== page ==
Our trip lasted from December 16th (when we both graduated) to February 27th (when we returned to Iowa), we traveled 7,175 miles in the Silver Bullet (not counting Pete's round trip between Louisiana and Iowa and my flights to IL and Boston), included three oil changes, three new tires, hundreds of gallons of gas, we visited about every friend and family member we know out west, skied on two mountain ranges, gambled in a dozen casinos, partied with a professional poker player, hiked mountains, slept on beaches (and I saw two oceans), narrowly escaped with our lives from a mooing bear farm, visited the Hoover Dam, saw our mom defy death a third time on the operating table, invented a new drinking game (Counterclockwise) and a new ball game (Rickets), tasted the Great Salt Lake, visited eight campuses, reunited with long-lost relatives (okay, not so long-lost, but they are awesome), did the flag pole in San Francisco, met all sorts of hippies (young and old), drove up the northern California coast (a favorite time for both of us, btw), cooked soup and rice on driftwood fires, bowled to our hearts content, slept in a shack built on the beach by "some hippies", met the most talented Spanish guitar player in the world, played every Nintendo console ever concieved, drank all of Microsoft's hot chocolate and cranberry juice, sang karaoke like superstars, played jokes on all sorts of unsuspecting people, took part in every drinking game imaginable, floored the Silver Bullet at 40mph up mountain passes, forged a path in a foot of highway snow, ate some of said snow, slept on couches, slept in the car, slept on the ground, met new people, made new friends, fried our brains, drowned our livers, drove all day and night, rode a carousel like we never could when we were little, and said goodbye to college life (for now).  Looking back on the trip I wouldn't change a thing, and I look forward to doing it again in the future.  I suggest anyone who has ever thought about it to go for it; even if you don't have as many places to stay, or people to meet, it is still worth it. 

On that note, Pete and I would like to thank everyone who took us in, who showed us around, who joined us, and who supported us on our travels.  My parents, Jack and Mary Mommer (for everything, including the love of travel), our brother John (who had to return to Louisiana after Snowbird, you would have loved it man), future Mommer Robin Lemoine (can't wait to get trashed at your wedding), the Belotes: Christy (thanks for the milkshakes!  poody chap chap!), Matt (for showing us an awesome time on the old strip), Angie (for the comps in Vegas), Sara and Doug (who are having their baby soon, congrats!), Jaiman from Salt Lake (is that how you spell it?), Colin, Gail, and Evan Perry and Shannon (for being such a kickass family!), Gary, Sue, Kristen, and Grant Glaze (i'm warming up to Macs, love Nevada City, Reno, and rock climbing now, plus i cry when i think about those wood-smoked steaks) and hairless Jack & family (Costner will never be the same), Mike, Lisa, Adam, Peter, and Patrick Janicki (for introducing us to tree-eating and all other kinds of machines, being our west coast parents, feeding us alcohol and Rubik's cubes, etc.  btw tell Stephanie she's no longer allowed in Boston), the Ruggles (we'll climb to the top next year, Josh), Glaze cousin Aaron (hope I didn't get you guys sick!), Tim and Lisa Anderson (San Fran is definitely a highlight of the trip, and Tim is the greatest cousin in the world!), Erin and Jesus Fernandez and friends (I miss Sunny already, want to sing more karaoke, y Jesus, te quiero mas que las estrallas:), Chris Cheng and Art Devries from U of IL (they love science too), Bill Detrich and other faculty at Northeastern (forgive my tardiness, Boston rocks!), all the Janicki friends and roommates from Gonzaga (your school kicks Catholic ass), and finally, Grandpa Russell and Grandma Hope (so sweet they don't even need sugar) and anyone else I forgot.  You all have an open invitation to visit us wherever we end up!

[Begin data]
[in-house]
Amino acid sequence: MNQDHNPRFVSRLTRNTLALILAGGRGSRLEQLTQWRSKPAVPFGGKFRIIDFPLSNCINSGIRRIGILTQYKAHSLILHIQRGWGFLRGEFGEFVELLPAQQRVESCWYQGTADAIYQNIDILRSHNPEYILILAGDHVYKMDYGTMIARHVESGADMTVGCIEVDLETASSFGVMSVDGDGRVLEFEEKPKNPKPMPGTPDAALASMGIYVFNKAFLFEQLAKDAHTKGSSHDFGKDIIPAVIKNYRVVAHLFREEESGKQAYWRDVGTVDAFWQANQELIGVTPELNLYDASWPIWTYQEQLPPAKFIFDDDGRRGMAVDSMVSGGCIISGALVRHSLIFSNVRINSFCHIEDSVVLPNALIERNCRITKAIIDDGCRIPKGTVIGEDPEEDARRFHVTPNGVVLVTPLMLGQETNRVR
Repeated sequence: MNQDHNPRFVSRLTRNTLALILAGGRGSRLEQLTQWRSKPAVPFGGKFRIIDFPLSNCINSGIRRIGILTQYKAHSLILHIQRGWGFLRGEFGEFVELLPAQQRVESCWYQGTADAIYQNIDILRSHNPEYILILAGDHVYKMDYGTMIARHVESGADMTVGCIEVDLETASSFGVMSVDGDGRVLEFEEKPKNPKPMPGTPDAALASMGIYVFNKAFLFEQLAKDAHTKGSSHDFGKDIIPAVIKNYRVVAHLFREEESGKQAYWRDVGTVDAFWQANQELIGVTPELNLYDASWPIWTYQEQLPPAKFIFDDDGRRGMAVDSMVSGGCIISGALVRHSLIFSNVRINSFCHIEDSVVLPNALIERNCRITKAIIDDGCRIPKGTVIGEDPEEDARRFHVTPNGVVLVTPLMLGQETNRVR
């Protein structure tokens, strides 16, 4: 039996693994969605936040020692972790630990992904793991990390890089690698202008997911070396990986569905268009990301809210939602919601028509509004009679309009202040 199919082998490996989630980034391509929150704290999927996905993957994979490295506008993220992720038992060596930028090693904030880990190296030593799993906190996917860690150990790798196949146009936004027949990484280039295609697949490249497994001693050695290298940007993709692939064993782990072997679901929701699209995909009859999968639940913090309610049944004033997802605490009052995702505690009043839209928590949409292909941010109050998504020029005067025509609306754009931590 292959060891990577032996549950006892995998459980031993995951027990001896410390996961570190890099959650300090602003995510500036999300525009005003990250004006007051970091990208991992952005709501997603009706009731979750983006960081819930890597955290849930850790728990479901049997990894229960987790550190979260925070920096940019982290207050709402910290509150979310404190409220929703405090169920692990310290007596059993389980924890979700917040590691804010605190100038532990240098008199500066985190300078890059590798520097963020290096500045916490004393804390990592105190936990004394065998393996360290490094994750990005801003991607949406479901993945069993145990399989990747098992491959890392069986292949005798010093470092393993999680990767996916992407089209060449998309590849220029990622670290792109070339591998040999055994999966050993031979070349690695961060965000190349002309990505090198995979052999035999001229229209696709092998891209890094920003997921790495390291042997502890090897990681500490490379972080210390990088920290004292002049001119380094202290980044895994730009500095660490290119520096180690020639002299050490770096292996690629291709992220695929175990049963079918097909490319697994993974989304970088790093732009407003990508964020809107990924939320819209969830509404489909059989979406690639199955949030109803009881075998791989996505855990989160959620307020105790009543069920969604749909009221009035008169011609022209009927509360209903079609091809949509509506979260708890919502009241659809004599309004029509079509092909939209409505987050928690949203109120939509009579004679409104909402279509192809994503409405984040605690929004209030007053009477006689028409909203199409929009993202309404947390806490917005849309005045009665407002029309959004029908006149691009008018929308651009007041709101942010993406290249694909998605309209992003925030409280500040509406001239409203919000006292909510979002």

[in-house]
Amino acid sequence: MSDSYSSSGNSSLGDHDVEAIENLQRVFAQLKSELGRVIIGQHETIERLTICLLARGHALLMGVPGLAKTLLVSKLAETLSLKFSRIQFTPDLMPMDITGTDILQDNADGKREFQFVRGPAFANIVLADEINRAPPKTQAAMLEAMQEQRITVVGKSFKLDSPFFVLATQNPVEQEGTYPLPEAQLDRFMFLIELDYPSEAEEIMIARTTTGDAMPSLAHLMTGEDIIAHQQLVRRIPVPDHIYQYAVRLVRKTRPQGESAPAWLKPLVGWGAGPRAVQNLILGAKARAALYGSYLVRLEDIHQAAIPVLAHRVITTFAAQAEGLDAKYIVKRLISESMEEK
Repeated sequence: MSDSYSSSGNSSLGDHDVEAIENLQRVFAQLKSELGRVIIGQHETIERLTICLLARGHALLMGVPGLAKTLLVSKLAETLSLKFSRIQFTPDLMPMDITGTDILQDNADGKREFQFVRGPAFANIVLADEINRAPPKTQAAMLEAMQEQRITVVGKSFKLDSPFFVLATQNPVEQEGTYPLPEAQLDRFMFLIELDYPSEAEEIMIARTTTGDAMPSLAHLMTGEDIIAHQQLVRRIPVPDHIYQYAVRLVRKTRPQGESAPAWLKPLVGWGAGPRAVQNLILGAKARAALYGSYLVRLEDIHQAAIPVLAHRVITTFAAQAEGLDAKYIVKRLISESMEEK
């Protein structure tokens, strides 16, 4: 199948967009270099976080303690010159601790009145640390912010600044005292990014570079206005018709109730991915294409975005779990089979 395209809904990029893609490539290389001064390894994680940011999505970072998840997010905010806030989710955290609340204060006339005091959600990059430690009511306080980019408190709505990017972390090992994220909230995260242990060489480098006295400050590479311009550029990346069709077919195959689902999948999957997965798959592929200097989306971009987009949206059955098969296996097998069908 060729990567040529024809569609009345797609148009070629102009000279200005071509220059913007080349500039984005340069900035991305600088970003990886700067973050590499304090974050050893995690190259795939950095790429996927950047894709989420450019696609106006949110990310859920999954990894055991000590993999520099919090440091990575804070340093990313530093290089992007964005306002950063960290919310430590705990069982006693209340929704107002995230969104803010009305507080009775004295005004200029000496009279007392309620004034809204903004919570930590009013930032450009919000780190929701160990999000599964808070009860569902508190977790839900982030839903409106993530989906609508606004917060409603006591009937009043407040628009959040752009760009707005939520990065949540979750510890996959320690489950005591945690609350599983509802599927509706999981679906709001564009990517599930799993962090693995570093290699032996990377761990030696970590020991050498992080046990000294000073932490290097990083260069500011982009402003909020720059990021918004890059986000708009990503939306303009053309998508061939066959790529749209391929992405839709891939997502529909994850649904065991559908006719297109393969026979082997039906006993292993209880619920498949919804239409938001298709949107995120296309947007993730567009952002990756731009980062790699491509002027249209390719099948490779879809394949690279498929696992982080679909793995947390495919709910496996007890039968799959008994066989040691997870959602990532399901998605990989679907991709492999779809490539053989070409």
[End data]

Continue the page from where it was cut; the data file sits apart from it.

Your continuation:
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terry sanderson on

Hi Brett,
I actually just stumbled into your blog when looking for a motel for a friend that was about to get to Dillon and needed a place to stay. When the pics popped up and I recognized Hope and Russ. . .ah was stunned! They are my adorable ex-inlaws and you made them Famous!
I have a lot to catch up on with you and the rest of the Mommers and hope to do so with those that still show up at Snowbird in January. I live in Holladay, Utah now and so expect a visit.
Hope that all the Mommers are finding their Bliss as you and Peter did in your travels. Many thanks for the reports and I hope that you are still monitoring this.
terry sanderson (Shae, Polly and Jenny are my darling daughters!)